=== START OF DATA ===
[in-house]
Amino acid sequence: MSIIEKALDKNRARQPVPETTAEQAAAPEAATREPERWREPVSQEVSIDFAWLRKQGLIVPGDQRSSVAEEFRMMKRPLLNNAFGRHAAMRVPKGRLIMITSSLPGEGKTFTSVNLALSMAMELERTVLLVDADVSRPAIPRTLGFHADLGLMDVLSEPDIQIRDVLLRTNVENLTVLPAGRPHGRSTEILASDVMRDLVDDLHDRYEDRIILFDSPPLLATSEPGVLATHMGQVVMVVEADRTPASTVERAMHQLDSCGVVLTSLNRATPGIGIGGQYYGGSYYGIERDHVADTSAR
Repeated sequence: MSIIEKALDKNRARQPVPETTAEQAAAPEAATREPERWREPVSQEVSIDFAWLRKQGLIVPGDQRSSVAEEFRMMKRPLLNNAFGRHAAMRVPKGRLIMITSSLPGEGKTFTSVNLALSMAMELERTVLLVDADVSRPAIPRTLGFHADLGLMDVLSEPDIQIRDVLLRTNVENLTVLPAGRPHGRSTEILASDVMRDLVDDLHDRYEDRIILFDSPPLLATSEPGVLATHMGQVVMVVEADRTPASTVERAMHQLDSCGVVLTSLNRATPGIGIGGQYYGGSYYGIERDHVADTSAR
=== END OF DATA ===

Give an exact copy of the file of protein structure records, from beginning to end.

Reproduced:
[in-house]
Amino acid sequence: MSIIEKALDKNRARQPVPETTAEQAAAPEAATREPERWREPVSQEVSIDFAWLRKQGLIVPGDQRSSVAEEFRMMKRPLLNNAFGRHAAMRVPKGRLIMITSSLPGEGKTFTSVNLALSMAMELERTVLLVDADVSRPAIPRTLGFHADLGLMDVLSEPDIQIRDVLLRTNVENLTVLPAGRPHGRSTEILASDVMRDLVDDLHDRYEDRIILFDSPPLLATSEPGVLATHMGQVVMVVEADRTPASTVERAMHQLDSCGVVLTSLNRATPGIGIGGQYYGGSYYGIERDHVADTSAR
Repeated sequence: MSIIEKALDKNRARQPVPETTAEQAAAPEAATREPERWREPVSQEVSIDFAWLRKQGLIVPGDQRSSVAEEFRMMKRPLLNNAFGRHAAMRVPKGRLIMITSSLPGEGKTFTSVNLALSMAMELERTVLLVDADVSRPAIPRTLGFHADLGLMDVLSEPDIQIRDVLLRTNVENLTVLPAGRPHGRSTEILASDVMRDLVDDLHDRYEDRIILFDSPPLLATSEPGVLATHMGQVVMVVEADRTPASTVERAMHQLDSCGVVLTSLNRATPGIGIGGQYYGGSYYGIERDHVADTSAR